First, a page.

Time for the annual migration to Ithaca via a well accoutered golden coach (complete with undergraduates feeding professors grapes grown at Cornell’s orchards). There I will linger for two weeks, ruling as benign and loving dictator over ILRST 5150, i.e. Statistical Research Methods in ILR’s MPS program.
The class works by me holding forth with dulcet but brief pontifications followed by intense questioning of the students, as a cop might grill a suspect. “What did I just say? What in the dark-mattered universe do you think I meant by that? Have you signed up for the wine tour yet?”
The wine tour—completely unofficial and off the books—ends Week One with a journey to several Finger Lakes wineries to sample their wares. To be cruelly honest, many of these are poor. If the wines aren’t sour and vinegary, they are so sweet you could stand a teaspoon up in them. One unbearable vineyard (the name of which is hidden in a riddle) produces nothing but pinkish paint thinner. But everywhere the wines are wet and contain (among other chemicals) ethanol, which is welcome after five full days of statistics statistics statistics and with another week of the same to come.
(But there are dangers, too. At one stop on the wine trail, I was once nearly abducted by a bachelorette party and had to be rescued by one of my students.)
The class contains almost no math and certainly no memorization of formulas. I figure the computer can do those things for you, and that time spent proving things mathematically removes time spent in understanding what probability is and learning the strengths and limitations of statistics. As regular readers know, the latter are many, nefarious, and ubiquitous.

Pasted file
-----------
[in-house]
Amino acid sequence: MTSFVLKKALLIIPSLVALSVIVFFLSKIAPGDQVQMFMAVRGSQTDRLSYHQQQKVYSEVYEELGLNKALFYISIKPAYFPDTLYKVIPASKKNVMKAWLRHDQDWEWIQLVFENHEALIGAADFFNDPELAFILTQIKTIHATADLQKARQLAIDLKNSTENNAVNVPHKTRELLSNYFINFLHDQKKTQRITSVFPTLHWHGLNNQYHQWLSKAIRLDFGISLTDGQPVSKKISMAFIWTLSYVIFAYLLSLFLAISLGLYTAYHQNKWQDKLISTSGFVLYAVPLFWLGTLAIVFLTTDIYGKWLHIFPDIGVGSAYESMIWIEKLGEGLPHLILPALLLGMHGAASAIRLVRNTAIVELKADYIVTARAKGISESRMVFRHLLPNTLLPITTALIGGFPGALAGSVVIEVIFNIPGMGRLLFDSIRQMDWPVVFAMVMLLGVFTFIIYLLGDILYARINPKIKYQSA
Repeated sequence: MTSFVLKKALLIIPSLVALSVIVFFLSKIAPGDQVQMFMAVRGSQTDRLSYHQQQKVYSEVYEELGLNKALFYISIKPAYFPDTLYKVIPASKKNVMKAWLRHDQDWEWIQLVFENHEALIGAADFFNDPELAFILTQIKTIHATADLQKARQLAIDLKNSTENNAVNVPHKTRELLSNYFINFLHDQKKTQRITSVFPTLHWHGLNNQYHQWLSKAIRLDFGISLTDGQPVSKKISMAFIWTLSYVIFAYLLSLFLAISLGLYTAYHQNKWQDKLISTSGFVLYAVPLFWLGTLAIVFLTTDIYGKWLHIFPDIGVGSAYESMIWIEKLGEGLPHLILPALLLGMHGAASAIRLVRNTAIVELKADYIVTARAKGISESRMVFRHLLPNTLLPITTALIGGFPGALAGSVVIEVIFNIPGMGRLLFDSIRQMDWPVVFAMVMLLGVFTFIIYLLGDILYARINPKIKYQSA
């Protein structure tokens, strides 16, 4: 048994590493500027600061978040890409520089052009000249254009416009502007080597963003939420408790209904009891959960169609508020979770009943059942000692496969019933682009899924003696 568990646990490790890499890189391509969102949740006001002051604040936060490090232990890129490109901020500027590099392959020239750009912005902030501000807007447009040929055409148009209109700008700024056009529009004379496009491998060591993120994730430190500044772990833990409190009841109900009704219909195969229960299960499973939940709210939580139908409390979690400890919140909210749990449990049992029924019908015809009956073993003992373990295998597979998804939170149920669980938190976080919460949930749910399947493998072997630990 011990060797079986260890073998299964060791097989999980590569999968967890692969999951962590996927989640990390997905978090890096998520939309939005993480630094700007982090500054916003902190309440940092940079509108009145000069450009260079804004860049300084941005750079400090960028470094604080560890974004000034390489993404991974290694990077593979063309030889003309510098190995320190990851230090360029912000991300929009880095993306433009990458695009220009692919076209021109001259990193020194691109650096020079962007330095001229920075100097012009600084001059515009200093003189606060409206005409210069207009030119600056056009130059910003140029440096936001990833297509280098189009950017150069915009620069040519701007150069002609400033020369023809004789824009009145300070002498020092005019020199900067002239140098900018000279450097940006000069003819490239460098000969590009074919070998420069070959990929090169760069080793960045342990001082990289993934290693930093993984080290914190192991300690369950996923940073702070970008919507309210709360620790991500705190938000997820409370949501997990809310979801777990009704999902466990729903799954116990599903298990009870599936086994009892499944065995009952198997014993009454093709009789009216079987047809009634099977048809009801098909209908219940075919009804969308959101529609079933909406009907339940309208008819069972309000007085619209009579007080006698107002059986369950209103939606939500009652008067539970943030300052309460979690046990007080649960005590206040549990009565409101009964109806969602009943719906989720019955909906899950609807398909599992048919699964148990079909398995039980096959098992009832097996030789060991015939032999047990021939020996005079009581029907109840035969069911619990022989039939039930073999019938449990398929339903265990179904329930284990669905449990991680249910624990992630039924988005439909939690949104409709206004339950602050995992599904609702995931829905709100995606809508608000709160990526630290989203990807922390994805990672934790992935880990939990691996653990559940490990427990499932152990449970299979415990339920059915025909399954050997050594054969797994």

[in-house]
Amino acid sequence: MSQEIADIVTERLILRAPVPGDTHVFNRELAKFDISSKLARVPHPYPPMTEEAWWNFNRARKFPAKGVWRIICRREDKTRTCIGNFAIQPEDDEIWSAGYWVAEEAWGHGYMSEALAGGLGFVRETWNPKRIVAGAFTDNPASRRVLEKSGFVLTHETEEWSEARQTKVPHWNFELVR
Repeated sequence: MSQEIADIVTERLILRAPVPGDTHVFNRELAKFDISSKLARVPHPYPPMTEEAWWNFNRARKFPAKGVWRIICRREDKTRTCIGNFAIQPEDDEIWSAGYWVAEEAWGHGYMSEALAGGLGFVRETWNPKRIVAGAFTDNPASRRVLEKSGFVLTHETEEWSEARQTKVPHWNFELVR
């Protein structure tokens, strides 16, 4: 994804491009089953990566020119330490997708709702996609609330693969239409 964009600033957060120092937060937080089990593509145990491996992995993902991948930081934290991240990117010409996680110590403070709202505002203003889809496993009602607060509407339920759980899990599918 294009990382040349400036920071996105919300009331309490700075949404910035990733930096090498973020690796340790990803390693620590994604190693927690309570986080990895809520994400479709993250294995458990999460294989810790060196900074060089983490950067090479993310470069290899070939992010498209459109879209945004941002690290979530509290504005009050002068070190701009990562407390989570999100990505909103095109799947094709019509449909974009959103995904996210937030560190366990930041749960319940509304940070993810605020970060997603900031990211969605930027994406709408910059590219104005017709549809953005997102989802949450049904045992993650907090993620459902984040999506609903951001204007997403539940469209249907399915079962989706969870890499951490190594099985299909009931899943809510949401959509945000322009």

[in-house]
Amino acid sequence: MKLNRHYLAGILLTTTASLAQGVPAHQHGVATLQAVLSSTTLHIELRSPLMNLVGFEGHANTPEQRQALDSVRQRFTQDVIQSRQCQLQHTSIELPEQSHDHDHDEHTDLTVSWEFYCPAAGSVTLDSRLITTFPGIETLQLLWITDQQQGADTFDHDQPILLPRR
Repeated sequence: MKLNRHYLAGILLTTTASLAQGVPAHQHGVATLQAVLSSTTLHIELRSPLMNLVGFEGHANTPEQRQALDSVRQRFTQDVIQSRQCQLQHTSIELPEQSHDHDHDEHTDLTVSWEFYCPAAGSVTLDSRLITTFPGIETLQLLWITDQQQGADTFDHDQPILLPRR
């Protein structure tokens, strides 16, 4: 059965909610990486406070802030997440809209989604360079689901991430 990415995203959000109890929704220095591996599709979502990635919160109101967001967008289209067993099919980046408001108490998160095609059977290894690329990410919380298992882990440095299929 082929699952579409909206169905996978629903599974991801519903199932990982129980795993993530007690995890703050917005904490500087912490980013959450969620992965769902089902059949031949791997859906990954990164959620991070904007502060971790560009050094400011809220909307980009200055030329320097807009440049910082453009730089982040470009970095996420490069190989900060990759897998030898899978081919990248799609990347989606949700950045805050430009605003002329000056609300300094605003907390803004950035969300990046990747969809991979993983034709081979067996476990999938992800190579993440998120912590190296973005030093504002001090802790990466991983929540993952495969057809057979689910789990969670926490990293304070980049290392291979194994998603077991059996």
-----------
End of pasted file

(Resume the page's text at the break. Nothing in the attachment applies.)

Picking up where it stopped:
I have only one or two canned examples. The rest have to be provided by the students themselves. This eliminates having to figure out a whole new field and its data and how to describe its uncertainty. Besides, textbook examples are far too neat, even coy. Better to see how messy, compromising, and ambiguous collecting data is. Gives a far better appreciation of the ease of making mistakes and the resultant over-confidence.
I teach R; successfully, too. Yes, it is a programming language, but that is its great advantage. I was able to teach R to a man who did not know what a spreadsheet was and could not type. He did not own a computer. This wasn’t because of my ability, but because learning the rudiments of any logical programming language is something almost anybody can do. (I do not include SAS in this list; it is an appalling language.)
Following my custom, for the next two weeks posts will reflect, broadly or in detail, what is going on in the class. I won’t have time to do anything more. Feel free to ask questions, but understand I might not be able to get to all of them.
Update A good joke.